Like many hospitals across the country, Yankton’s Avera Sacred Heart Hospital (ASHH) is facing another whirlwind, with an increasing patient load as well as staffing issues combining to generate even more stress on everyone.
A story in Friday’s Press & Dakotan examined the pressures faced at ASHH in the face of a new COVID-19 surge. It’s an unfortunately familiar tale both here and elsewhere.
But it’s also a problem that cannot be viewed solely through a pandemic lens, although COVID is certainly an important factor.
The hospital’s intensive care unit (ICU) often nears or reaches capacity, but patients with other, non-COVID issues also need ICU attention at times, and that combines to create a critical mass that impacts the staff.
“Most of the communities think COVID has passed by. You see very few masks and not much of a discussion (about) this resumption of activities as normal,” said Doug Ekeren, ASHH’s regional president and CEO. “For our staff, who is taking care of COVID patients every day, they are tired.”
Ekeren pointed to a national shortage of health care workers that is also plaguing the hospital. He said this isn’t primarily due to workers resisting COVID vaccination mandates. The Avera system has such a policy, and while that has peeled away a few workers, Ekeren said, he noted that a “very strong majority” of workers thought a mandate was “the right thing … to do.” The health industry is facing the same hiring issues that have been impacting other industries and professions for several years: the lack of prospects for open positions, especially among highly skilled slots.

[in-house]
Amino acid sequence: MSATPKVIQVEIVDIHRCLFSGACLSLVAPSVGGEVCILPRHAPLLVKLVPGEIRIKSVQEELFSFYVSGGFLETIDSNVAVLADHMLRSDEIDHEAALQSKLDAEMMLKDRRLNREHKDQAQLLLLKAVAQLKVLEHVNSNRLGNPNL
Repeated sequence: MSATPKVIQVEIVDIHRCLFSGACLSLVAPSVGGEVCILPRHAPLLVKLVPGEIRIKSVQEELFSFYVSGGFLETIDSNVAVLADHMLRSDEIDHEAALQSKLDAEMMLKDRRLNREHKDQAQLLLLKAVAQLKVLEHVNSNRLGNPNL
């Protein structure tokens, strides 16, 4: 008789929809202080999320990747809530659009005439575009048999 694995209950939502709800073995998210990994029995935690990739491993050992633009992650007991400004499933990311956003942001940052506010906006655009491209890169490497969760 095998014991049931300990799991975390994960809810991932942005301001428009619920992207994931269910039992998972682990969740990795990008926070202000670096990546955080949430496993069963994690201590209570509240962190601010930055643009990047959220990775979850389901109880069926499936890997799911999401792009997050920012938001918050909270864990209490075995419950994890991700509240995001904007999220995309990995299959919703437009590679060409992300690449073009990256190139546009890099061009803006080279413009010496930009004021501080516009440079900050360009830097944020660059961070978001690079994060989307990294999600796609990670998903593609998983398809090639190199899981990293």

Thus, the pandemic with its many waves, the other medical issues with which hospitals must contend and the tight hiring market are putting intense pressure on medical facilities.
Ekeren said, “There are times where we might have to say ‘no’ to a potential admission and help that person find admission to another facility. We’ve had a few times where we have had to delay some elective surgical procedures that might take a bed.”
Further compounding the issue, Ekeren said, is that the COVID patients they see now who do end up in the ICU usually stay there longer. Because of that, he said, “we’ve had time periods where we did not have an ICU bed available in Yankton and there were not ICU beds available in Sioux Falls or Sioux City, Omaha or Lincoln.”
So, while this current COVID surge may not seem as bad as last fall, for instance, there is still a cumulative effect that is creating hardships.
We once again are indebted to the medical staff at ASHH and other facilities who must deal with this stress and uncertainty, all because they need to be there for us.
As Ekeren said, we should be thankful for the sacrifices and long hours these workers put in.
It remains a difficult job, and we would be much, much worse off without them.